Microsoft have mostly been doing what everyone expected them to be doing, so there's no reason for the share price to change. If they start doing substantially better (or worse) than expected, e.g. in terms of profit growth rates, the share price will probably move -- in fact, share prices often overshoot when expectations change.

      In the 90s, Microsoft's share price exploded because hardly anyone in the early 90s expected Microsoft to dominate the spreadsheet and word processor markets, or realised the potential of the graphical OS market, coupled with a high rate of PC sales growth.
  • Since the topic of stocks were brought up ...

    On another Blog site whose punchline is, "May Steve Ballmer remain Microsoft's CEO for as long as it takes.", states that "...An investor who put $100,000 into Apple stock 10 years ago would now have about $2,956,000 worth."

    And "... An investor who put $100,000 into Microsoft stock 10 years ago would now have about $69,000 worth."

    I don't know if those stats are true but if they were close to reality and I were an investor in Microsoft, I wouldn't need much convincing to support Einhorn's opinion.
    • RE: Hedge fund manager wants Microsoft's Ballmer to go: Why it wont happen

      @kenosha7777 Your analysis is spot on
    • Anyone buying AAPL in 2001 was speculating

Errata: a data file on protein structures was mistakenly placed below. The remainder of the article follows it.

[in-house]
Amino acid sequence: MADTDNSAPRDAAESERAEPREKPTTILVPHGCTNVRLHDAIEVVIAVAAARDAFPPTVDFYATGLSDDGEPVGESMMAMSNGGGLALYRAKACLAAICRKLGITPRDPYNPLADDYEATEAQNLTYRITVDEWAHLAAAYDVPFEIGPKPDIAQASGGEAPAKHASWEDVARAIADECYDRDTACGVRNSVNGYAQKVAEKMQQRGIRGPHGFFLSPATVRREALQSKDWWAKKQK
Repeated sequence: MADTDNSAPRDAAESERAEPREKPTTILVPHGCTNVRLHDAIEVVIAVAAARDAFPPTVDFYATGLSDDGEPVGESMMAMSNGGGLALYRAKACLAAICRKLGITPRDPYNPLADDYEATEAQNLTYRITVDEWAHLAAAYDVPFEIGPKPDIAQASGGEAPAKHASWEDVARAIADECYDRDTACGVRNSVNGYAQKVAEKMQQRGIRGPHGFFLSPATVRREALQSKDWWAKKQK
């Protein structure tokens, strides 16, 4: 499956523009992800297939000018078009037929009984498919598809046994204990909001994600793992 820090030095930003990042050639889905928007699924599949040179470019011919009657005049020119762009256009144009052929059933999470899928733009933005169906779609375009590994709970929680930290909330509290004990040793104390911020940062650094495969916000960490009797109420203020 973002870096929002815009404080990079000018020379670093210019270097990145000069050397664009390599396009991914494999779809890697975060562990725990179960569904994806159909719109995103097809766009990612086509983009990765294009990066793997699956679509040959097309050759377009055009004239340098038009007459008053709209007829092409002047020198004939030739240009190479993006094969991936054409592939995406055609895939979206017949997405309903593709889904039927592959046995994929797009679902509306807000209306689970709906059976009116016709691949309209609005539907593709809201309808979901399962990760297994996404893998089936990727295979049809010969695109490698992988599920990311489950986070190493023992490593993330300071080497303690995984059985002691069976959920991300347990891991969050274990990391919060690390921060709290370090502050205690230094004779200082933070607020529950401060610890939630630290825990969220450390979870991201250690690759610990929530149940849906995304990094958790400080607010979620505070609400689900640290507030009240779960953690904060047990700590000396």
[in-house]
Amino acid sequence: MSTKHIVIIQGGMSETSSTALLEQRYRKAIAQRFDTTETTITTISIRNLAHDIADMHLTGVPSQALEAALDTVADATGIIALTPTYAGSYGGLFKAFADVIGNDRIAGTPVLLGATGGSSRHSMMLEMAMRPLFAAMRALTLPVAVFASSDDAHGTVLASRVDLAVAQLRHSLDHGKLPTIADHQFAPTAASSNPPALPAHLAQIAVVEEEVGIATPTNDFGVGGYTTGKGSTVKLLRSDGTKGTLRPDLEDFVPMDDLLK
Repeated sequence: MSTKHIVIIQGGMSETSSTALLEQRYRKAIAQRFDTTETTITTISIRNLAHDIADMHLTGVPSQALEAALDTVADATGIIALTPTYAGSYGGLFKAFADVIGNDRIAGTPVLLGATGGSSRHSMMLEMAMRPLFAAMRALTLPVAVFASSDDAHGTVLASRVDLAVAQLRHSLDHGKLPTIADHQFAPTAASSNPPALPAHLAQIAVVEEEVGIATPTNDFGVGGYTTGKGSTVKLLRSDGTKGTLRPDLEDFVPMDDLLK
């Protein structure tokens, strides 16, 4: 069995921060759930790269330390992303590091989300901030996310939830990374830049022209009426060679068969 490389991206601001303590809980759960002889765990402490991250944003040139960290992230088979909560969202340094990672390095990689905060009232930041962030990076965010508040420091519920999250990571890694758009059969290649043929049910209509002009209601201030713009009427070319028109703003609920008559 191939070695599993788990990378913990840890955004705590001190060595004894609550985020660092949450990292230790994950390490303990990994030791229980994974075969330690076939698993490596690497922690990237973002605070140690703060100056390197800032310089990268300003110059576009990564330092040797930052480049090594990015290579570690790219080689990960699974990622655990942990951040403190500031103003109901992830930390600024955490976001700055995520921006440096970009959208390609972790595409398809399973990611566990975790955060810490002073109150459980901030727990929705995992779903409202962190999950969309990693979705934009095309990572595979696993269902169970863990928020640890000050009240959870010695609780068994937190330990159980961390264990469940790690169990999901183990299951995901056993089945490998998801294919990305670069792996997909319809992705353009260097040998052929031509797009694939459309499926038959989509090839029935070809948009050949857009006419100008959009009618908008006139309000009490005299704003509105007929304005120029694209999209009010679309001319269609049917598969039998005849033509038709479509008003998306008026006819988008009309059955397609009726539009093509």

@ kenosha7777<br><br>You're confusing investment with speculation. Ten years ago, Apple would have best been described as a marginal, failing PC manufacturer, and indeed the company made a loss in 2001. The businesses that drive Apple's success -- the iPhone and iPad, iTunes and even the iPod itself -- didn't exist ten years ago. Those who bought AAPL in 2001 were speculators who got lucky. A good number of speculators who bought shares in other marginal/failing firms around the same time have been unlucky (the firms have gone bust).<br><br>Microsoft's business hasn't changed much over the last decade, and in the early '00s the MSFT share price was still stabilising, after coming down from the peak of the '90s bubble. There's been some fluctuation, right now on the down side, but assuming the MSFT share price returns to the trend over the last decade, MSFT has by and large done about as well as the overall US market. That means Ballmer has been doing an average job as CEO (despite regulatory constraints not faced by most firms, some of which have just recently ended).<br><br>Given an average record, and even assuming a seamless transition, the odds that a new CEO would provide better returns to shareholders are about the same as the odds that he/she would do the opposite. In view of that, there's no reason to change -- it would add a lot of risk, with no expected increase in returns.<br><br>(As an aside, the odds of AAPL doing as well over the next ten years as over the last ten are virtually nil.)